"I would hurl words into this darkness and wait for an echo, and if an echo sounded, no matter how faintly, I would send other words to tell, to march, to fight, to create a sense of hunger for life that gnaws in us all." ~Richard Wright

    My writing ebbs and flows. I took the month of March off in order to get adjusted to a new job (I got a new job! I'm moving! I'm doing something other than watching HBO On Demand!). I'm currently working on pitches for April because I realized that when I'm not writing I feel lost. It has nothing to do with the quality and content of my full time job but if I'm not working on an essay then I feel out of sorts. I also must admit to the brief high of having the president of NARAL tell me that she enjoyed my work. Like...WHAT? NO. I'm supposed to compliment you! Not the other way around. But, that is what happened one evening in the District of Columbia. It thrilled me to the core and yet I knew that I needed to focus on one thing and one thing only which was not writing for others but writing for a position I fought for.

    Anyway, in due time there will be a website update. Cobwebs will be removed from this space, the light will begin to filter in once again. I have found what makes me happy and what I am good at. Finding the latter made the former that much more significant. If you are curious, here is what I've been up to. Spilling my guts across the Internet including in THE GUARDIAN...which...will never not make my heart beat with joy and pride because I did. I fucking did it. I AM a writer.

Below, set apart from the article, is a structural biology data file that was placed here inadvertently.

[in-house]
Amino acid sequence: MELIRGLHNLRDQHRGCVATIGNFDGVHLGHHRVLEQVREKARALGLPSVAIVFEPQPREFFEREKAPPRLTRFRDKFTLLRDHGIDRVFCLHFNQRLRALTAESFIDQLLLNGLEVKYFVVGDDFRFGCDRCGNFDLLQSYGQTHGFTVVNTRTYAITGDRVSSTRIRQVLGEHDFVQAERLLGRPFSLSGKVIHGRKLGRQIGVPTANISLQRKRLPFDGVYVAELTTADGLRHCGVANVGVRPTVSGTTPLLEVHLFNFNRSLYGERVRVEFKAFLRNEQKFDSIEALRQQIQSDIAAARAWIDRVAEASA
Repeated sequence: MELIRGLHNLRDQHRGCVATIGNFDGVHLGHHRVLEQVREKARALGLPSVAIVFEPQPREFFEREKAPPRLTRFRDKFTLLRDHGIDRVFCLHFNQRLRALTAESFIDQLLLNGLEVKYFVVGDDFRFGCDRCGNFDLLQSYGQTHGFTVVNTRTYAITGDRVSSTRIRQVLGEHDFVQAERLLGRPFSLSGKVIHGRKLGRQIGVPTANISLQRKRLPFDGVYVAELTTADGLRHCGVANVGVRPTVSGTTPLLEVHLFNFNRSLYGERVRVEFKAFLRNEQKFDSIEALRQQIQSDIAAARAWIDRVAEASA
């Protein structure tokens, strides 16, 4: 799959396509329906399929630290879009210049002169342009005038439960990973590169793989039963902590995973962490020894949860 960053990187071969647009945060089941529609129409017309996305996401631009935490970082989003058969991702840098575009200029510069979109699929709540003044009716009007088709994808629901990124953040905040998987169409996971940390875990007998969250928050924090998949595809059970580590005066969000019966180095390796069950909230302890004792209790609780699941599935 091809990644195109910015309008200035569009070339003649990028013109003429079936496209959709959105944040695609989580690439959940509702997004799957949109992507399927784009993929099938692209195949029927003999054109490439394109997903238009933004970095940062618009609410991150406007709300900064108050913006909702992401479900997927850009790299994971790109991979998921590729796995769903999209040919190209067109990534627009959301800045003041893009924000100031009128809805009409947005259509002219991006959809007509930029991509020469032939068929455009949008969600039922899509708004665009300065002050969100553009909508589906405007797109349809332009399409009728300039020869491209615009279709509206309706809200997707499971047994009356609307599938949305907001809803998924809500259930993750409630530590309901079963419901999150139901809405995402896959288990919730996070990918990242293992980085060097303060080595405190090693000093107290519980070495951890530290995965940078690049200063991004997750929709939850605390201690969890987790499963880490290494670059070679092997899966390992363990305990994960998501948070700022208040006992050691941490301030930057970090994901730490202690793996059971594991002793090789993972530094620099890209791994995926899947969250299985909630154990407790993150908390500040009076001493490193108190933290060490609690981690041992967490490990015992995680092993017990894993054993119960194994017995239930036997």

Patricia Arquette Wants Peole of Color to Fight for Women. What Have I been doing?

    "As a black woman, I cannot segregate one part of my identity from the other; those who discriminate against me don’t separate out their racism from their sexism from their homophobia. I am a woman, but I am a black, bisexual woman; those things operate together to disprivilege me. Ending discrimination against white women doesn’t end discrimination for me; history has show us instead that it can actually make the unique discrimination I experience as a black woman – not simply a black person – worse."


    NO, You're Life Doesn't Have More "Value" Because You Have Kids

    "Would you like to know why I don't have children? Because kids are work. There are plenty of other reasons such as "preparedness" and the fact I can barely get myself up and out of the door each morning, let alone another human being. Then there's the whole permanent nature of children and, oh yeah, they are people. People with needs and feelings which leads me back to that whole notion of work. I'd rather just sit here and watch this terrible movie that I have seen 900 times and drink this wine. Enjoy dealing with another person's bodily fluids!"


    Selma through my father's eyes: 'What did these people die for?'